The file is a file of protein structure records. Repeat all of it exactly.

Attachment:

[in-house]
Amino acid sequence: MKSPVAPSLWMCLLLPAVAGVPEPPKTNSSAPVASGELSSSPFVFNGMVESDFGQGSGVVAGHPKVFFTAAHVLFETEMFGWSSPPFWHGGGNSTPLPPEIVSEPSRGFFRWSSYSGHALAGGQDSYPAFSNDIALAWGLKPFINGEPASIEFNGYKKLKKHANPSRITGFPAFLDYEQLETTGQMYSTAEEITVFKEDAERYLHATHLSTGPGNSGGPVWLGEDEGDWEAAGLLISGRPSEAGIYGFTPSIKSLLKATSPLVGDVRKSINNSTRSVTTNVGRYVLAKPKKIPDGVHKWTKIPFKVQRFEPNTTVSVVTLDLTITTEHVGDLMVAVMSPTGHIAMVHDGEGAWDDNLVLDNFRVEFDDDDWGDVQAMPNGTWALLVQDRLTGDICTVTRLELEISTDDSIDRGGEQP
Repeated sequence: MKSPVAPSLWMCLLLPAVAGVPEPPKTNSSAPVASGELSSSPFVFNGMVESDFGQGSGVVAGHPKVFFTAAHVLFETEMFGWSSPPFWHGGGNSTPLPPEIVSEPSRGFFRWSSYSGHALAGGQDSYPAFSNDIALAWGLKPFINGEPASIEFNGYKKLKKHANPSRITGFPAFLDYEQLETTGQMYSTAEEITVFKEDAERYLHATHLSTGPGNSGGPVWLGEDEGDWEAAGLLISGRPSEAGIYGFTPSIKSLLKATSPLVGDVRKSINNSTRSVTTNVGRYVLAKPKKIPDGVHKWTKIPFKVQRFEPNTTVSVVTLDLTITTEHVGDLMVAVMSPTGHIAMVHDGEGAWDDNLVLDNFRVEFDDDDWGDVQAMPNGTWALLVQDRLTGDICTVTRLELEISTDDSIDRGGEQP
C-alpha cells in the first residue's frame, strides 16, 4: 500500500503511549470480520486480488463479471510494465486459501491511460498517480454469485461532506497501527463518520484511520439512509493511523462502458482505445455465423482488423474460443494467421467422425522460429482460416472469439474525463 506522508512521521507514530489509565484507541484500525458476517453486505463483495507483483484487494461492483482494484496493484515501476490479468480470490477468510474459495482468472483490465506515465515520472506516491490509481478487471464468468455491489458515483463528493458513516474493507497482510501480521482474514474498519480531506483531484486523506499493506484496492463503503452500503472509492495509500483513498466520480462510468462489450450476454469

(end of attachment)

[in-house]
Amino acid sequence: MKSPVAPSLWMCLLLPAVAGVPEPPKTNSSAPVASGELSSSPFVFNGMVESDFGQGSGVVAGHPKVFFTAAHVLFETEMFGWSSPPFWHGGGNSTPLPPEIVSEPSRGFFRWSSYSGHALAGGQDSYPAFSNDIALAWGLKPFINGEPASIEFNGYKKLKKHANPSRITGFPAFLDYEQLETTGQMYSTAEEITVFKEDAERYLHATHLSTGPGNSGGPVWLGEDEGDWEAAGLLISGRPSEAGIYGFTPSIKSLLKATSPLVGDVRKSINNSTRSVTTNVGRYVLAKPKKIPDGVHKWTKIPFKVQRFEPNTTVSVVTLDLTITTEHVGDLMVAVMSPTGHIAMVHDGEGAWDDNLVLDNFRVEFDDDDWGDVQAMPNGTWALLVQDRLTGDICTVTRLELEISTDDSIDRGGEQP
Repeated sequence: MKSPVAPSLWMCLLLPAVAGVPEPPKTNSSAPVASGELSSSPFVFNGMVESDFGQGSGVVAGHPKVFFTAAHVLFETEMFGWSSPPFWHGGGNSTPLPPEIVSEPSRGFFRWSSYSGHALAGGQDSYPAFSNDIALAWGLKPFINGEPASIEFNGYKKLKKHANPSRITGFPAFLDYEQLETTGQMYSTAEEITVFKEDAERYLHATHLSTGPGNSGGPVWLGEDEGDWEAAGLLISGRPSEAGIYGFTPSIKSLLKATSPLVGDVRKSINNSTRSVTTNVGRYVLAKPKKIPDGVHKWTKIPFKVQRFEPNTTVSVVTLDLTITTEHVGDLMVAVMSPTGHIAMVHDGEGAWDDNLVLDNFRVEFDDDDWGDVQAMPNGTWALLVQDRLTGDICTVTRLELEISTDDSIDRGGEQP
C-alpha cells in the first residue's frame, strides 16, 4: 500500500503511549470480520486480488463479471510494465486459501491511460498517480454469485461532506497501527463518520484511520439512509493511523462502458482505445455465423482488423474460443494467421467422425522460429482460416472469439474525463 506522508512521521507514530489509565484507541484500525458476517453486505463483495507483483484487494461492483482494484496493484515501476490479468480470490477468510474459495482468472483490465506515465515520472506516491490509481478487471464468468455491489458515483463528493458513516474493507497482510501480521482474514474498519480531506483531484486523506499493506484496492463503503452500503472509492495509500483513498466520480462510468462489450450476454469